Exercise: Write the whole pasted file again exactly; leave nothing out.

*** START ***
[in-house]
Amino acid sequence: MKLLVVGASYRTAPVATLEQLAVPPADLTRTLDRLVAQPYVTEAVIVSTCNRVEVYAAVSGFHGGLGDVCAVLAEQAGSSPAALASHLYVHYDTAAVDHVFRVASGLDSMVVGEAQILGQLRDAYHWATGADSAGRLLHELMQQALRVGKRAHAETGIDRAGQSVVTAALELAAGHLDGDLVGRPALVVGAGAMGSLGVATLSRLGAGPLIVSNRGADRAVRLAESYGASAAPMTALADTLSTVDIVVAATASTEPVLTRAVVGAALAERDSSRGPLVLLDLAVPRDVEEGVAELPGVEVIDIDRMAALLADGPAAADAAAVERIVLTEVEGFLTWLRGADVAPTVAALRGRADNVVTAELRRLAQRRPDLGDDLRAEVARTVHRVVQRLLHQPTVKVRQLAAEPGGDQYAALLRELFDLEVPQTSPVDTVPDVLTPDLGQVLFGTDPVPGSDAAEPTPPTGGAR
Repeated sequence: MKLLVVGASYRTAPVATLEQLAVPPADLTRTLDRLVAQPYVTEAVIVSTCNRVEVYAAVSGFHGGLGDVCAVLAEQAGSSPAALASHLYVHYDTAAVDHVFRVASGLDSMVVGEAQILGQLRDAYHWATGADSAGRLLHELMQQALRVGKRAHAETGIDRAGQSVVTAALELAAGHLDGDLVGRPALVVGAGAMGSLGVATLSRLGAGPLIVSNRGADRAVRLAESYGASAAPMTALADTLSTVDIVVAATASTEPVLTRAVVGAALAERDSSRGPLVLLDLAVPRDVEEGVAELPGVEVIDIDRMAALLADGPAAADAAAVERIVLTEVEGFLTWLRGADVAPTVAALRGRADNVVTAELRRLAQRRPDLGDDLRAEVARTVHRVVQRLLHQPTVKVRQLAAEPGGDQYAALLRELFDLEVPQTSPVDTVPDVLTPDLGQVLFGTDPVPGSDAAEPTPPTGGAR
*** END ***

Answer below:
[in-house]
Amino acid sequence: MKLLVVGASYRTAPVATLEQLAVPPADLTRTLDRLVAQPYVTEAVIVSTCNRVEVYAAVSGFHGGLGDVCAVLAEQAGSSPAALASHLYVHYDTAAVDHVFRVASGLDSMVVGEAQILGQLRDAYHWATGADSAGRLLHELMQQALRVGKRAHAETGIDRAGQSVVTAALELAAGHLDGDLVGRPALVVGAGAMGSLGVATLSRLGAGPLIVSNRGADRAVRLAESYGASAAPMTALADTLSTVDIVVAATASTEPVLTRAVVGAALAERDSSRGPLVLLDLAVPRDVEEGVAELPGVEVIDIDRMAALLADGPAAADAAAVERIVLTEVEGFLTWLRGADVAPTVAALRGRADNVVTAELRRLAQRRPDLGDDLRAEVARTVHRVVQRLLHQPTVKVRQLAAEPGGDQYAALLRELFDLEVPQTSPVDTVPDVLTPDLGQVLFGTDPVPGSDAAEPTPPTGGAR
Repeated sequence: MKLLVVGASYRTAPVATLEQLAVPPADLTRTLDRLVAQPYVTEAVIVSTCNRVEVYAAVSGFHGGLGDVCAVLAEQAGSSPAALASHLYVHYDTAAVDHVFRVASGLDSMVVGEAQILGQLRDAYHWATGADSAGRLLHELMQQALRVGKRAHAETGIDRAGQSVVTAALELAAGHLDGDLVGRPALVVGAGAMGSLGVATLSRLGAGPLIVSNRGADRAVRLAESYGASAAPMTALADTLSTVDIVVAATASTEPVLTRAVVGAALAERDSSRGPLVLLDLAVPRDVEEGVAELPGVEVIDIDRMAALLADGPAAADAAAVERIVLTEVEGFLTWLRGADVAPTVAALRGRADNVVTAELRRLAQRRPDLGDDLRAEVARTVHRVVQRLLHQPTVKVRQLAAEPGGDQYAALLRELFDLEVPQTSPVDTVPDVLTPDLGQVLFGTDPVPGSDAAEPTPPTGGAR